Lending a helping paw to veterans
When Gil Igleheart and Dick Mellinger heard that veterans suffering from post-traumatic stress disorder (PTSD), including many from their own generation, were being helped by service dogs, they knew they had to get involved.
Neither Igleheart nor Mellinger, both in their late 60s and at the time members of the Rotary Club of Cayucos-Seaside in California’s Central Coast, served in the military, but they had friends who had served and had come home troubled and scarred.
So in January 2016, they laid the foundation for the nonprofit organization known today as Pawsabilities for Veterans.
Although service dogs can help ease symptoms, they are not currently covered by health insurance in the United States. The Veterans Affairs Department provides service dogs for veterans with certain physical disabilities, but not for veterans with PTSD. The VA acknowledges that dog ownership can improve mood and reduce stress, but is waiting for reliable clinical research to confirm and detail the benefits of service dogs for veterans with mental health problems. In the meantime, the costs are paid by a patchwork of nonprofits such as Pawsabilities for Veterans.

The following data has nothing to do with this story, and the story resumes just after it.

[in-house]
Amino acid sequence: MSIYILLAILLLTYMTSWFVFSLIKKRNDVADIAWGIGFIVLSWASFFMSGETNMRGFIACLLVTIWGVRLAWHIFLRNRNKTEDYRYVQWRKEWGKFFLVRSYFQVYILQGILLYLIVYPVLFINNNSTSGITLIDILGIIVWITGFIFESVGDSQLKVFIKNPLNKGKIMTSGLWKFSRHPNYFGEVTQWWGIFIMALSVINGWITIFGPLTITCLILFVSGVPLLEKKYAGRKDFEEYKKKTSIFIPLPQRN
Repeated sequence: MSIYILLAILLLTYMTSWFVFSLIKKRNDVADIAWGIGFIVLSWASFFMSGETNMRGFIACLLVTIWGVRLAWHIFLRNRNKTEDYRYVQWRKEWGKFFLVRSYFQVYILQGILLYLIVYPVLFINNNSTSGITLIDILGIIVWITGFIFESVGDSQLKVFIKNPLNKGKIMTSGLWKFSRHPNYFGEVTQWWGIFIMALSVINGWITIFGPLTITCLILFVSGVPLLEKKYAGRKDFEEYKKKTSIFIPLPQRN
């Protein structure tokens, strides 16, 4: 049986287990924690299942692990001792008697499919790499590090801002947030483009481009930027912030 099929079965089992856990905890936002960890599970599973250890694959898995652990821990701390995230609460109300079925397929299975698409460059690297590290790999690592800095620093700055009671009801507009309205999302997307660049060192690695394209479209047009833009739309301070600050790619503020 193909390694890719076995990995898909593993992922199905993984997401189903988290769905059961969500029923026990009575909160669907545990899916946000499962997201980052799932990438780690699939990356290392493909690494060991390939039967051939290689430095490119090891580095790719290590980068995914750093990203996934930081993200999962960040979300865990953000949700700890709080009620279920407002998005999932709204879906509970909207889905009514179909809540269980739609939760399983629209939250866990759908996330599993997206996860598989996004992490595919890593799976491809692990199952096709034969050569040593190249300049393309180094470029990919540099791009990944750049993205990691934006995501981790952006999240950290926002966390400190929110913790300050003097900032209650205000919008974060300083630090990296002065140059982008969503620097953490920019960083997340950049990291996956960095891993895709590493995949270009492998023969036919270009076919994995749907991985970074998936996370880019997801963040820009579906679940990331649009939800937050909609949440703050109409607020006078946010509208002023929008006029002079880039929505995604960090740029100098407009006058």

Pawsabilities for Veterans leaves the training and placement of the animals to another Central Coast organization, New Life K9s. This nonprofit trains dogs and then places them free of charge. In order to cover the expenses for each placement, it turns to groups such as Paws-abilities for Veterans.
Nicole Hern and her team at New Life K9s train the dogs to wake their PTSD sufferers from nightmares and calm them when they are anxious. Hern says she can always tell when she is out with a veteran who becomes anxious: “They’re usually touching their dog a lot more, because that helps ease that anxiety.”
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